Echlinville revives historic Old Comber Irish Pot Still Whiskey

Old Comber Irish Pot Still Whiskey bottle on old comber poster

Echlinville revives historic Old Comber Irish Pot Still Whiskey

The Echlinville Distillery is reviving the famous Old Comber Irish Whiskey brand after a near 70 year absence.

One of the original Irish whiskey giants, Old Comber Whiskey was founded in 1825 and produced at the Comber Distilleries, which were located just ten miles from where Echlinville now stands.

Comber Distilleries fell silent in 1953 and Old Comber joined the list of Ireland’s lost whiskeys. In testament to their continued commitment to put Co. Down back on the world whiskey map, Echlinville has unveiled its first release of Old Comber Irish Pot Still Whiskey – a pot still blend finished in Ruby Port casks and bottled at 46% abv and retailing at £45 RRP.

Speaking about the addition of Old Comber to the Echlinville portfolio, Jarlath Watson from The Echlinville Distillery said: “We are proud to announce the return of Old Comber Irish Pot Still Whiskey. One of Ireland’s most celebrated whiskey brands, Old Comber was famed for its quality and bold flavour. Its loss was lamented by whiskey enthusiasts around the world.

“Anyone who knows Echlinville will know that we are incredibly proud of our roots. From rolling barley fields to huge malting houses and one of the largest distilleries in Ireland, County Down and the area around Strangford Lough in particular, has a strong whiskey heritage. Comber and its distilleries was widely regarded as the home of double distilled pot still whiskey.

“We are honoured to bring Old Comber Whiskey back to its County Down homeland. In homage to the brand’s origins, our first Old Comber Irish Pot Still Whiskey release is a premium blend of pot still whiskeys, predominantly double distilled here at Echlinville, just ten miles from where the Comber Distilleries once stood.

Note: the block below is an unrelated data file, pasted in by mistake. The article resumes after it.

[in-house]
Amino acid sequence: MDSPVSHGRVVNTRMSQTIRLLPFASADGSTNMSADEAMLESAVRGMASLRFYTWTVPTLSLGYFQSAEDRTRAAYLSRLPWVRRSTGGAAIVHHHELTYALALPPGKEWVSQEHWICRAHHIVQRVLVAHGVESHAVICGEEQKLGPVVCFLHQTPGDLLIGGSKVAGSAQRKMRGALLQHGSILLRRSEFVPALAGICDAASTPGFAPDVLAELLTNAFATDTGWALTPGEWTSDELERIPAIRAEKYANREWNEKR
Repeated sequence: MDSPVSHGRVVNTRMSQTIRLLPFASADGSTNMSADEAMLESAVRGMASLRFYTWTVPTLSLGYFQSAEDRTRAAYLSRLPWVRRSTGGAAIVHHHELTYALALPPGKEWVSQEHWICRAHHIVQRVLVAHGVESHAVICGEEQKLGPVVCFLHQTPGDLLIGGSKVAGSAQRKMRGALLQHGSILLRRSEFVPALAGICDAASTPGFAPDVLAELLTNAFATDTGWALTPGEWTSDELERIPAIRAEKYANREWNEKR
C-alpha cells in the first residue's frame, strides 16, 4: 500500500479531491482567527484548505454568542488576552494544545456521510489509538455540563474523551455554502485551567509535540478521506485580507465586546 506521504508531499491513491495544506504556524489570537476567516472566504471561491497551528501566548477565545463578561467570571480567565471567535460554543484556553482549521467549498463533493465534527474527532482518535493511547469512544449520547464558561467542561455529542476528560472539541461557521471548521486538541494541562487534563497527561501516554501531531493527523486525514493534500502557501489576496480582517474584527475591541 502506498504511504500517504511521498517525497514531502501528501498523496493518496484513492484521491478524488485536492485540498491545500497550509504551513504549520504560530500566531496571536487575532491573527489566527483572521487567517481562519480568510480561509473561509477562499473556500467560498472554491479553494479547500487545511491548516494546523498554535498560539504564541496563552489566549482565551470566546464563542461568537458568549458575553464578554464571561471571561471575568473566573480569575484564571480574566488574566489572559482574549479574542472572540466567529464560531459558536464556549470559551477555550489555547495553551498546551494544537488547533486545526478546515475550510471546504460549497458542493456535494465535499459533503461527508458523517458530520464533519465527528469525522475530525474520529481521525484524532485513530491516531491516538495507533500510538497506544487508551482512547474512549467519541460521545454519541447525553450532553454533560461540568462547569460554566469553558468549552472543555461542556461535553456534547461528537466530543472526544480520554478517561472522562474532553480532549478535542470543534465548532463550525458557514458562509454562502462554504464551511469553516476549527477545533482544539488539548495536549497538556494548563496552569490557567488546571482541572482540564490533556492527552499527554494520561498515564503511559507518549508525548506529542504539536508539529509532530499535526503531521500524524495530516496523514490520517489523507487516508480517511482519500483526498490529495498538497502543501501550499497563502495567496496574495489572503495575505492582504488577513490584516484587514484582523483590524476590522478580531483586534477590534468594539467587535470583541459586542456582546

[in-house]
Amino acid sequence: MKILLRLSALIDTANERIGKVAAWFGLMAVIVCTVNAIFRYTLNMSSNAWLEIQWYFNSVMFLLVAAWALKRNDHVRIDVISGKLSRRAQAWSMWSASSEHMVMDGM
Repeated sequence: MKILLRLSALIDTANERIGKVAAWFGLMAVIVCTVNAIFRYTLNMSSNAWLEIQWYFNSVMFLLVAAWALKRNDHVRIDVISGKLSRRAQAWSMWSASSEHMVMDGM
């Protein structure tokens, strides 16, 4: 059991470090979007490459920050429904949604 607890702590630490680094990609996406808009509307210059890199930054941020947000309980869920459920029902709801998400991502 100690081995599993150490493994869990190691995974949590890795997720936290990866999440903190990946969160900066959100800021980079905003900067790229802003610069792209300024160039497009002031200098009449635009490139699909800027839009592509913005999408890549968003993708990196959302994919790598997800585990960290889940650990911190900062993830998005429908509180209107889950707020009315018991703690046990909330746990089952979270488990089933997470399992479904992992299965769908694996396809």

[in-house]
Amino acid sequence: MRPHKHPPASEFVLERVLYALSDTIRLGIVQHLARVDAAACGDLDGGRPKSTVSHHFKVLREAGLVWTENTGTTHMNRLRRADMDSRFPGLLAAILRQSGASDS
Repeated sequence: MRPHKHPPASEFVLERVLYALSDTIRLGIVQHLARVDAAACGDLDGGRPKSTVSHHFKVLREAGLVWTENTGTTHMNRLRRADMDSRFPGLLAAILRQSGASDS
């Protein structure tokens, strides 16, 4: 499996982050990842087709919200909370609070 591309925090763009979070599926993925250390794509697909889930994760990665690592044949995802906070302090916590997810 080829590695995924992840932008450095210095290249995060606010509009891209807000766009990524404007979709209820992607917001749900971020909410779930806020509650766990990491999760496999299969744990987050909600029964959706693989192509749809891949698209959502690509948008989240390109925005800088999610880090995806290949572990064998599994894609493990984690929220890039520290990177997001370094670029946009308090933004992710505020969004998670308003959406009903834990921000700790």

“Old Comber was renowned for its port and sherry cask finishes. In honour of that tradition, this new release has been aged in American Oak and Bourbon casks in the Echlinville warehouse and finished in the finest Ruby Port casks.

“Deep amber in colour, this whiskey boasts notes of fresh vanilla pods, toffee apples and Battenburg cake on the nose. On the palate, a creamy pot still mouthfeel with treacle toffee, apple tarte tatin spiced with cinnamon and nutmeg, opening up to rosewater, raspberries and cream. Those toffee and spice notes continue through to a medium finish with pecan nuts fading out to mellow oak tannins and sweet spice in its final notes. This limited release stays true to the Old Comber name and marks a new chapter in the story of Old Comber, Echlinville and the ongoing Irish whiskey revival.”

Echlinville is also custodian of the famous Dunville’s Irish Whiskey brand. Another giant of Irish whiskey history, Echlinville revived Dunville’s in 2012 and has gone on to restore it to its rightful place among the world’s best whiskeys.

Speaking about Echlinville’s decision to bring back Old Comber, Jarlath continued: “This corner of Ireland has a great story to tell in terms of its role in Ireland’s whiskey heritage. If Dunville’s was The Spirit of Belfast then Old Comber, one of its closest whiskey neighbours, was the spirit of County Down. In fact, both brands featured in BBC2’s recent Whiskey Talkin’ programme, which explored the history of Irish whiskey, the Dunville’s return and our collaboration with Fionnán O’Connor to recreate the original Old Comber mash bill – a whiskey that we hope to release when it reaches the seven year mark.

“These old brands are hugely important. Throughout the eighteenth and early nineteenth centuries, they built an industry that was the envy of the world. Their revival will play an important part in the resurgence of that industry. In our view, names like Dunville’s and Old Comber deserve to be part of the Irish whiskey renaissance.

“Dunville’s and Old Comber dominated whiskey production in the north of Ireland, but they had much more in common than huge distilleries and vast warehouses. In 1872 James Bruce was a director in Dunville’s and his brother Samuel Bruce, whose initials feature on the Old Comber bottle, was the owner of Comber Distilleries. We like to think that in reviving both historic brands, we are not only restoring a cornerstone of Northern Ireland’s distilling history but are in some way reuniting the Bruce brothers, at least in spirit.”

Old Comber Irish Pot Still Whiskey is priced at £45 RRP and available from selected retailers.